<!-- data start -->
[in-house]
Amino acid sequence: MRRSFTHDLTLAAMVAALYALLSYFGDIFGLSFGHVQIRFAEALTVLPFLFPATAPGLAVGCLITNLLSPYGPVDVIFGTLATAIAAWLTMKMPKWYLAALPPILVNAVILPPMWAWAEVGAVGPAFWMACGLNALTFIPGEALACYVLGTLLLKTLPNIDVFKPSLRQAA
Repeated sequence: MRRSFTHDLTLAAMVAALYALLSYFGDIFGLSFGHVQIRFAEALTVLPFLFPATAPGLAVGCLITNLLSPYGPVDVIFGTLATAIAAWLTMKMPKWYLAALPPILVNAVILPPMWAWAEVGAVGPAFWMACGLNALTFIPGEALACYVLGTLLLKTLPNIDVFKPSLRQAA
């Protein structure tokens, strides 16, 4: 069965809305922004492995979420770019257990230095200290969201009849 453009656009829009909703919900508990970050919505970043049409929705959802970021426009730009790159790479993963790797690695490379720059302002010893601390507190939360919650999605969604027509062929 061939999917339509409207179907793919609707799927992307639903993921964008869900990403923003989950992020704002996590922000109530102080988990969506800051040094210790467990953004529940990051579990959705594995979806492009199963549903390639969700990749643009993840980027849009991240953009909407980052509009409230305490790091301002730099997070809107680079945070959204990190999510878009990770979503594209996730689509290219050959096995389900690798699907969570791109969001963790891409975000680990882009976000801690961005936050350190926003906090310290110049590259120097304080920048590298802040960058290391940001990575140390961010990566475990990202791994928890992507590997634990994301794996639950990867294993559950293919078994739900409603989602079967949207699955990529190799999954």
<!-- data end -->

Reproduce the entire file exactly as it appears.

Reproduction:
[in-house]
Amino acid sequence: MRRSFTHDLTLAAMVAALYALLSYFGDIFGLSFGHVQIRFAEALTVLPFLFPATAPGLAVGCLITNLLSPYGPVDVIFGTLATAIAAWLTMKMPKWYLAALPPILVNAVILPPMWAWAEVGAVGPAFWMACGLNALTFIPGEALACYVLGTLLLKTLPNIDVFKPSLRQAA
Repeated sequence: MRRSFTHDLTLAAMVAALYALLSYFGDIFGLSFGHVQIRFAEALTVLPFLFPATAPGLAVGCLITNLLSPYGPVDVIFGTLATAIAAWLTMKMPKWYLAALPPILVNAVILPPMWAWAEVGAVGPAFWMACGLNALTFIPGEALACYVLGTLLLKTLPNIDVFKPSLRQAA
């Protein structure tokens, strides 16, 4: 069965809305922004492995979420770019257990230095200290969201009849 453009656009829009909703919900508990970050919505970043049409929705959802970021426009730009790159790479993963790797690695490379720059302002010893601390507190939360919650999605969604027509062929 061939999917339509409207179907793919609707799927992307639903993921964008869900990403923003989950992020704002996590922000109530102080988990969506800051040094210790467990953004529940990051579990959705594995979806492009199963549903390639969700990749643009993840980027849009991240953009909407980052509009409230305490790091301002730099997070809107680079945070959204990190999510878009990770979503594209996730689509290219050959096995389900690798699907969570791109969001963790891409975000680990882009976000801690961005936050350190926003906090310290110049590259120097304080920048590298802040960058290391940001990575140390961010990566475990990202791994928890992507590997634990994301794996639950990867294993559950293919078994739900409603989602079967949207699955990529190799999954």